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Kids and technology By April Reese Sorrow

Parents should actively monitor the time children spend watching TV, playing video games or surfing the Internet. Too much screen time limits the time children have for activities like reading or being creative, said Diane Bales, a human development specialist with University of Georgia Cooperative Extension.

The American Academy of Pediatrics recommends children under the age of two not watch any TV.

“The big issue is the level of participation,” Bales said. “When children are in front of the TV, they are doing something passive and are not actively involved. They are not physically active, problem solving or engaged creatively. They are passively observing.”

Carefully choose which programs children watch. According to the National Institute on Media and the Family, children as young as 14 months will imitate what they see on TV.

“Parents should watch TV with their children and discuss what is going on,” Bales said. “Ask questions to help them process the content. Encourage them to talk about what is happening and why.”

For toddlers, parents may simply describe what is being seen. For older children, encourage them to talk about what is happening and discuss the decision-making taking place.

Starting in the preschool years, children may become interested in using computers to create and share ideas. At age three, with some help, they can be ready to start creating projects and sharing. Adults should be involved in computer time, but the child should handle the controls. Learning to navigate the computer with a mouse and how to type on a keyboard are important skills children need before they start school.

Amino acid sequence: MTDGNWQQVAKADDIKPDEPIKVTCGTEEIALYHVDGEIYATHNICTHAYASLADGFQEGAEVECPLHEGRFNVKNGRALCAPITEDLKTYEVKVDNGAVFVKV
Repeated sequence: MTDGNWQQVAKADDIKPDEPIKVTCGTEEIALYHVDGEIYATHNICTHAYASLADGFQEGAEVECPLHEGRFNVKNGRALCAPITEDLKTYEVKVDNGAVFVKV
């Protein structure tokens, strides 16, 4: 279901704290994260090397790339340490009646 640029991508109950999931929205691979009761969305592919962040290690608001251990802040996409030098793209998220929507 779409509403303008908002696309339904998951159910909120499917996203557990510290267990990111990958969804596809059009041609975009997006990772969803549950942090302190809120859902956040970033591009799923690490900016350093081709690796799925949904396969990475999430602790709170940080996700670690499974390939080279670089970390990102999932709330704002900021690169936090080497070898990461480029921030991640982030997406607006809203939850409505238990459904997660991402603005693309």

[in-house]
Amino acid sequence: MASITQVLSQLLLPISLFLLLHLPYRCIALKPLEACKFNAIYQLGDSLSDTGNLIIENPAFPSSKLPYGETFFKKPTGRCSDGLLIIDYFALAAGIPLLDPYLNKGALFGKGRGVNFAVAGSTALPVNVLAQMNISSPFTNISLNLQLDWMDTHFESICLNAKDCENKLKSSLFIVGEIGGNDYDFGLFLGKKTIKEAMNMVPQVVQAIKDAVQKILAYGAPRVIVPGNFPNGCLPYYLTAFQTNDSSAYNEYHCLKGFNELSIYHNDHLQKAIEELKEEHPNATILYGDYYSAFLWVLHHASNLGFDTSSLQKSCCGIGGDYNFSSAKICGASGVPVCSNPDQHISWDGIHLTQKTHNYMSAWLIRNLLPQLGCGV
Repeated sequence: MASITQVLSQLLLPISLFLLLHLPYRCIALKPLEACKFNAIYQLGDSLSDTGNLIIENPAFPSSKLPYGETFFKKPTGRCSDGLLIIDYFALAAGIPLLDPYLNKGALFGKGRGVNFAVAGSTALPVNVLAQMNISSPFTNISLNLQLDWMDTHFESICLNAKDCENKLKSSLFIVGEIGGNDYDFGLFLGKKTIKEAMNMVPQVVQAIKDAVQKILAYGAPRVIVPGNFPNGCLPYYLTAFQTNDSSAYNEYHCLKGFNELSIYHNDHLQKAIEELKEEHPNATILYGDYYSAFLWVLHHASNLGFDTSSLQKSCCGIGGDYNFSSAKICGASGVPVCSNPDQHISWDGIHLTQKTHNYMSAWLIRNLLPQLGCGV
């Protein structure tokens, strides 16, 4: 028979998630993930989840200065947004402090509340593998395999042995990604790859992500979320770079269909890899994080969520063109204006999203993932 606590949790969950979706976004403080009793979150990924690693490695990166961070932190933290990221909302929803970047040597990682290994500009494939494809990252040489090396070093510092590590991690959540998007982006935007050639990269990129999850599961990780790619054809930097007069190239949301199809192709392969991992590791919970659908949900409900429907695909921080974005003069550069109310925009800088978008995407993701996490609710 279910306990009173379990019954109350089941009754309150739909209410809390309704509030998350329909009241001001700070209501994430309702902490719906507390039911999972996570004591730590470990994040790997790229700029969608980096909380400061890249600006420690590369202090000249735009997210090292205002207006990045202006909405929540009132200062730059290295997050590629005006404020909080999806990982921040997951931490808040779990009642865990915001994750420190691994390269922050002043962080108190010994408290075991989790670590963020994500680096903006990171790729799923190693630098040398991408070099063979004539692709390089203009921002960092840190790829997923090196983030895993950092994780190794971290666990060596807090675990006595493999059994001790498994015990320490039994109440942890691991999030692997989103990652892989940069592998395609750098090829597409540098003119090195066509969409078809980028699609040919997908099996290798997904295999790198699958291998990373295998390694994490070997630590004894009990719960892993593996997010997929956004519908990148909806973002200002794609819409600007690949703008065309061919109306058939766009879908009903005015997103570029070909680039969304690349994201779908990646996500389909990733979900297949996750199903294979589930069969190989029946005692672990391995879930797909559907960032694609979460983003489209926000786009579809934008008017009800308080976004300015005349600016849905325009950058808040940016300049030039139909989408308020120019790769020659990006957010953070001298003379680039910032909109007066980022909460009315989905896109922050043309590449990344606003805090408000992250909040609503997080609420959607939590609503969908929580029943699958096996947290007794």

Look for more than simple “drill-and-practice” computer games for children. Instead, choose programs that allow children to be creative.

Video and computer games should be complex enough to be interesting and entertaining but not too complicated and frustrating. On the Internet, shy away from commercial sites advertizing food, toys or animated characters.

“Kids are bombarded by advertising, but they don’t understand that someone is trying to sell them something,” she said.

Go to Web sites that encourage creativity. Many allow children to work with photos, words, audio and video.

Children can write and illustrate a book at tikatok.com. They can create photo slideshows and add commentary using voiceThread.com. And they can create resources to accompany school projects like posters at gloster.com, timelines at dipity.com and tests at MyStudiyo.com. A good list of kid-friendly resources is available at weewebwonders.synthasite.com.

“These kinds of sites are good because children can be creative and share their own ideas,” Bales said.

Sharing what they create with family members who may live far away is one way to stay connected. But, parents should monitor the information their child is sharing carefully.

“There is a lot of risk when young children become exposed to the Internet,” she said. “Children don’t have the judgment to know what information to share and what not to share. Young children are trusting of people and can give out too much information. They should be monitored carefully.”

(April R. Sorrow is a science writer with the University of Georgia Public Affairs Office.)

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